The Panama Canal

an expansion programme delivers new potential

As a masterpiece of engineering, the Canal consisting of a 77-kilometer ship channel and the man made „Gatun Lake“ has connected the Pacific and Atlantic Oceans through the center of Panama ever since 1914.  The vessels passing through the Canal (called „Panamax vessels“) enter the channels and are raised through locks up to the Gatun Lake.

Even though the Panamax vessels already allow for a capacity of up to 5000 TEUs and a maximum length of 965 feet, today´s technology pushes toward even bigger „Post-Panamax vessels“ of a weight of 9000 TEUs and a length of 1200 feet. Such new, larger vessels call for an expansion of the canal,  both in width and in depth.

Heart of the New Canal Expansion Plan is to connect new locks with the Canal channels by placing them in enlarged access channels on both the Atlantic and the Pacific side of the Canal. The existing channels must also be deepened, because they are currently not capable of supporting the size of the new larger Post-Panamax vessels.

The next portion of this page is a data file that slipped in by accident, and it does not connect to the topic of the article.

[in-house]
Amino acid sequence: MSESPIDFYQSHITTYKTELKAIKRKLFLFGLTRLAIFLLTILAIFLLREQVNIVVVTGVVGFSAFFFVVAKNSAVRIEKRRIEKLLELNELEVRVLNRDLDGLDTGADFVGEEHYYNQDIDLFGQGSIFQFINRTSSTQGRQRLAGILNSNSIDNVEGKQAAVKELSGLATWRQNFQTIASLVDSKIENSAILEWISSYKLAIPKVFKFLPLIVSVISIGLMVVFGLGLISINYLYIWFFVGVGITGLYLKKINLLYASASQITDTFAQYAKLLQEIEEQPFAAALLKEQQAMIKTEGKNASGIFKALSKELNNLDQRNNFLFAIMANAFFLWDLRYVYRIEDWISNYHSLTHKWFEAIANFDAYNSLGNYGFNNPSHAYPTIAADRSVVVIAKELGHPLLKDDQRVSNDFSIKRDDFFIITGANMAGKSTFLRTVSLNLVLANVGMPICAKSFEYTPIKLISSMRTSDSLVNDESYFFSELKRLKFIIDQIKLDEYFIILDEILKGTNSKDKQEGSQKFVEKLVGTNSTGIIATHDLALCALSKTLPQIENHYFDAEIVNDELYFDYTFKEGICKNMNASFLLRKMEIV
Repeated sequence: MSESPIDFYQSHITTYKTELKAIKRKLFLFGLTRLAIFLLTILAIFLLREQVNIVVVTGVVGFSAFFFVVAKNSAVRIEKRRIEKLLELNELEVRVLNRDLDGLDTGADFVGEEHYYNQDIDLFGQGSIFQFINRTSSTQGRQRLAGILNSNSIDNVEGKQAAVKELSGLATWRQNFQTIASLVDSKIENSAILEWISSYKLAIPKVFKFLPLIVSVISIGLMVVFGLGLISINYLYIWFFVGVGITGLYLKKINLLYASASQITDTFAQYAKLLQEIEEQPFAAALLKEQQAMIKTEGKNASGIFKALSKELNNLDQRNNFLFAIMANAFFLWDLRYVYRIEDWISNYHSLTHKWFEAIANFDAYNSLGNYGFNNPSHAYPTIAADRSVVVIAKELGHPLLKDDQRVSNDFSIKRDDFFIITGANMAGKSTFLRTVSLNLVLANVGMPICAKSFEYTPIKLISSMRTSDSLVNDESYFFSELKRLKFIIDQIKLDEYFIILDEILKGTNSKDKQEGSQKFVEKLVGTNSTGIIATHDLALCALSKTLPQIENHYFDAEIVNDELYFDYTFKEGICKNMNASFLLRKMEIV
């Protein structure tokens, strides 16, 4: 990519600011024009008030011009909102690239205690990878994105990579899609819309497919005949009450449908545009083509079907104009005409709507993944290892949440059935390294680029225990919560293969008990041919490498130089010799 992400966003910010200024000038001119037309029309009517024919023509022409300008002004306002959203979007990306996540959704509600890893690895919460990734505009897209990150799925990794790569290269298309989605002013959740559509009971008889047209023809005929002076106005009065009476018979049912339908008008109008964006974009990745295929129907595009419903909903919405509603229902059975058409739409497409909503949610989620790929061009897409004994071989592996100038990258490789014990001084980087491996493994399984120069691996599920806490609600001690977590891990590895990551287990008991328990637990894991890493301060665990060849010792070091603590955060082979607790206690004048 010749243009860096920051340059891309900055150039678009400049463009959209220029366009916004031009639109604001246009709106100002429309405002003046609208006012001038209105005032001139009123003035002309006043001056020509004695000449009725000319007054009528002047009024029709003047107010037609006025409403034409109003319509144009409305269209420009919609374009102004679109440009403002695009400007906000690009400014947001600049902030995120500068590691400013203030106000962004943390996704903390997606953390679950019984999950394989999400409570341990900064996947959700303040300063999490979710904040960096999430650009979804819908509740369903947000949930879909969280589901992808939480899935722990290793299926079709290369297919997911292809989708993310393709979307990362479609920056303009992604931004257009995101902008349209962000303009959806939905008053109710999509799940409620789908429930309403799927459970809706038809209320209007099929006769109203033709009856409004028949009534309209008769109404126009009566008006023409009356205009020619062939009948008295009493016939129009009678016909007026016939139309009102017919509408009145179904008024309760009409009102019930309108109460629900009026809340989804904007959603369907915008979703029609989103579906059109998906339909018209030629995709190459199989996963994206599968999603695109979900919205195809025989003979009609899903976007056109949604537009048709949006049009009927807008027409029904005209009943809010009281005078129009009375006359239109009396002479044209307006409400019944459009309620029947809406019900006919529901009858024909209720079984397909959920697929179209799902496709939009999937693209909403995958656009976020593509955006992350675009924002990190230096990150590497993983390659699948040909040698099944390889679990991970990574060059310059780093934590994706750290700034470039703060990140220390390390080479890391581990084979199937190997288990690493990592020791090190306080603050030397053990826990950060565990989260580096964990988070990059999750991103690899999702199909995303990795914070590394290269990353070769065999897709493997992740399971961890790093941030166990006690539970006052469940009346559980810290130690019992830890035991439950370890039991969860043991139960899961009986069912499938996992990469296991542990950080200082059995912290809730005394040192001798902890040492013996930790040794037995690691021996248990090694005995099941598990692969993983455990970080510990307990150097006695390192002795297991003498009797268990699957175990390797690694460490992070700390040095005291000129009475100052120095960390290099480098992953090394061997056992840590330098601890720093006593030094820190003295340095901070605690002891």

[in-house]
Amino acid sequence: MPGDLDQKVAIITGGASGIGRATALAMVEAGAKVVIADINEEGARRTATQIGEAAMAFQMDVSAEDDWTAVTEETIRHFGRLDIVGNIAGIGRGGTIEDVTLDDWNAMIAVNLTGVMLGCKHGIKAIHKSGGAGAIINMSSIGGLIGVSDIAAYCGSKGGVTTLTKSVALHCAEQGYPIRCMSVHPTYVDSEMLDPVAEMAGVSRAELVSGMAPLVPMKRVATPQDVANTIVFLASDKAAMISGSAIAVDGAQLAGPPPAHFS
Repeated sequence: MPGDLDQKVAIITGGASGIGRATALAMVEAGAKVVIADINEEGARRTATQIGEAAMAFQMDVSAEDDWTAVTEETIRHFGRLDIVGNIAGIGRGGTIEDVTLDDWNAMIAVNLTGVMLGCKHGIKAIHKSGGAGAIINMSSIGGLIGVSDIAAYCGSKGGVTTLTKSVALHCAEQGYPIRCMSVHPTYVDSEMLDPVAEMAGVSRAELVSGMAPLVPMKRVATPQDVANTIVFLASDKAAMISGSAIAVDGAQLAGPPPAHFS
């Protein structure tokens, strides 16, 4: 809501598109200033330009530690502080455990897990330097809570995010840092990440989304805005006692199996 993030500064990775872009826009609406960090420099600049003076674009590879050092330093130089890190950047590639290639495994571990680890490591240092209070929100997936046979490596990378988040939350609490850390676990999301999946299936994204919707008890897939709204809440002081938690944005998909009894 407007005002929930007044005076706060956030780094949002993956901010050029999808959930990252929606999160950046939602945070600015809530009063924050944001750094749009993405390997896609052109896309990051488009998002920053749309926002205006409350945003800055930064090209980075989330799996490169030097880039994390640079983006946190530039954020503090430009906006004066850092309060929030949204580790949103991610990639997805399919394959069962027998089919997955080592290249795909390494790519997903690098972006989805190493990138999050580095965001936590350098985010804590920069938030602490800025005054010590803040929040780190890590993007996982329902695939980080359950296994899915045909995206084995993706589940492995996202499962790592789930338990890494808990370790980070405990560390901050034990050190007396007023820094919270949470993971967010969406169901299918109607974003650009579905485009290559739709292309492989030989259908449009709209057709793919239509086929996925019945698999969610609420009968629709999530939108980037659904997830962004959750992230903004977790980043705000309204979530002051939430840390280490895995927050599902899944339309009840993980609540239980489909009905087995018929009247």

On August 20, 2013, the first four new locks – weighing an average of 3100 tons each! – arrived at the Atlantic side of the Canal, thus completing 62% of the entire Expansion Program, which  is expected to be fully completed in 2014.  Through this expansion program, the Panama Canal`s capacity will be doubled. By unlocking the full potential of the Canal, the world maritime trade is expected to get an important impact that will affect world trade and transportation as a whole. Curiously enough 1914 and 2014 seem to be milestone years in the Canal’s history. It  is interesting to see how much the progress in technology and development in economy has changed the world in 100 years, and how much the effectiveness of transportation systems has an impact on economy and vice versa.